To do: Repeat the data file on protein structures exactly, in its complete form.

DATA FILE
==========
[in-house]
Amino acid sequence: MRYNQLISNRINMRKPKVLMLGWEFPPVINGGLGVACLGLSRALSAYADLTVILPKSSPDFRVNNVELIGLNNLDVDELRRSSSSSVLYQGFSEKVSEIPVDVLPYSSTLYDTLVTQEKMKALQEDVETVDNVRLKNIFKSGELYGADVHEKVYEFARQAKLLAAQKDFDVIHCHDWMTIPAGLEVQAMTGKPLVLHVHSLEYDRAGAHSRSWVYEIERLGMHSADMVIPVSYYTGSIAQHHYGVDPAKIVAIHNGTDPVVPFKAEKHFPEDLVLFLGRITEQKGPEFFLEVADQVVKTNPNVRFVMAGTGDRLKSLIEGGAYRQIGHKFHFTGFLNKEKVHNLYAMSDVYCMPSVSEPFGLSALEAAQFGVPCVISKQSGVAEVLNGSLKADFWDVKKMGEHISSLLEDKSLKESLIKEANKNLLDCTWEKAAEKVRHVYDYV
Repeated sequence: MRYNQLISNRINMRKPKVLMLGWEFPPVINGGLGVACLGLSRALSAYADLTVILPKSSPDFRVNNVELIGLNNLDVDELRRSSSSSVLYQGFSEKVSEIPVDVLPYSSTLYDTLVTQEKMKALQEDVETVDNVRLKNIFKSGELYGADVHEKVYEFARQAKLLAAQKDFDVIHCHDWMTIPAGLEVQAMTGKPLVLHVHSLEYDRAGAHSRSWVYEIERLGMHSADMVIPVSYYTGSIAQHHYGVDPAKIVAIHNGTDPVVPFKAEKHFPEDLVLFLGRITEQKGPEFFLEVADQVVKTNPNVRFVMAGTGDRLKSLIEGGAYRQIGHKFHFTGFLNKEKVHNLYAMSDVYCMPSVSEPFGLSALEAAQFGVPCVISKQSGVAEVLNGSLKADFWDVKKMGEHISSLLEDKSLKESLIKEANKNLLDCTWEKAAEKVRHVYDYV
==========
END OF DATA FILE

[in-house]
Amino acid sequence: MRYNQLISNRINMRKPKVLMLGWEFPPVINGGLGVACLGLSRALSAYADLTVILPKSSPDFRVNNVELIGLNNLDVDELRRSSSSSVLYQGFSEKVSEIPVDVLPYSSTLYDTLVTQEKMKALQEDVETVDNVRLKNIFKSGELYGADVHEKVYEFARQAKLLAAQKDFDVIHCHDWMTIPAGLEVQAMTGKPLVLHVHSLEYDRAGAHSRSWVYEIERLGMHSADMVIPVSYYTGSIAQHHYGVDPAKIVAIHNGTDPVVPFKAEKHFPEDLVLFLGRITEQKGPEFFLEVADQVVKTNPNVRFVMAGTGDRLKSLIEGGAYRQIGHKFHFTGFLNKEKVHNLYAMSDVYCMPSVSEPFGLSALEAAQFGVPCVISKQSGVAEVLNGSLKADFWDVKKMGEHISSLLEDKSLKESLIKEANKNLLDCTWEKAAEKVRHVYDYV
Repeated sequence: MRYNQLISNRINMRKPKVLMLGWEFPPVINGGLGVACLGLSRALSAYADLTVILPKSSPDFRVNNVELIGLNNLDVDELRRSSSSSVLYQGFSEKVSEIPVDVLPYSSTLYDTLVTQEKMKALQEDVETVDNVRLKNIFKSGELYGADVHEKVYEFARQAKLLAAQKDFDVIHCHDWMTIPAGLEVQAMTGKPLVLHVHSLEYDRAGAHSRSWVYEIERLGMHSADMVIPVSYYTGSIAQHHYGVDPAKIVAIHNGTDPVVPFKAEKHFPEDLVLFLGRITEQKGPEFFLEVADQVVKTNPNVRFVMAGTGDRLKSLIEGGAYRQIGHKFHFTGFLNKEKVHNLYAMSDVYCMPSVSEPFGLSALEAAQFGVPCVISKQSGVAEVLNGSLKADFWDVKKMGEHISSLLEDKSLKESLIKEANKNLLDCTWEKAAEKVRHVYDYV